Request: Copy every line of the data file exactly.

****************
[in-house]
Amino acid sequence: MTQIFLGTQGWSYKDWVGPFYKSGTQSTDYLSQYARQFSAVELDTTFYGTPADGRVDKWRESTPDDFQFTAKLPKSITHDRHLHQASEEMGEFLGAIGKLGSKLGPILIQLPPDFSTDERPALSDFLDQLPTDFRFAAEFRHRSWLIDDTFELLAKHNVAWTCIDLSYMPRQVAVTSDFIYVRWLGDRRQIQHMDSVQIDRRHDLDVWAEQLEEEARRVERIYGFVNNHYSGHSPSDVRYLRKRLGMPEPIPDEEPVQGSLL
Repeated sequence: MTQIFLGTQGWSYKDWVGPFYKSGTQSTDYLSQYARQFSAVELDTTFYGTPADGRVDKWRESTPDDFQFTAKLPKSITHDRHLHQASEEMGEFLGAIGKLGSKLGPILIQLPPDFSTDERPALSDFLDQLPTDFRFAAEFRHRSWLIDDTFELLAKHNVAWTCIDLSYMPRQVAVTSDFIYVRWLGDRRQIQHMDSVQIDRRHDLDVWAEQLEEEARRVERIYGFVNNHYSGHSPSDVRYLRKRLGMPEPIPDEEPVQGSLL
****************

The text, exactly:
[in-house]
Amino acid sequence: MTQIFLGTQGWSYKDWVGPFYKSGTQSTDYLSQYARQFSAVELDTTFYGTPADGRVDKWRESTPDDFQFTAKLPKSITHDRHLHQASEEMGEFLGAIGKLGSKLGPILIQLPPDFSTDERPALSDFLDQLPTDFRFAAEFRHRSWLIDDTFELLAKHNVAWTCIDLSYMPRQVAVTSDFIYVRWLGDRRQIQHMDSVQIDRRHDLDVWAEQLEEEARRVERIYGFVNNHYSGHSPSDVRYLRKRLGMPEPIPDEEPVQGSLL
Repeated sequence: MTQIFLGTQGWSYKDWVGPFYKSGTQSTDYLSQYARQFSAVELDTTFYGTPADGRVDKWRESTPDDFQFTAKLPKSITHDRHLHQASEEMGEFLGAIGKLGSKLGPILIQLPPDFSTDERPALSDFLDQLPTDFRFAAEFRHRSWLIDDTFELLAKHNVAWTCIDLSYMPRQVAVTSDFIYVRWLGDRRQIQHMDSVQIDRRHDLDVWAEQLEEEARRVERIYGFVNNHYSGHSPSDVRYLRKRLGMPEPIPDEEPVQGSLL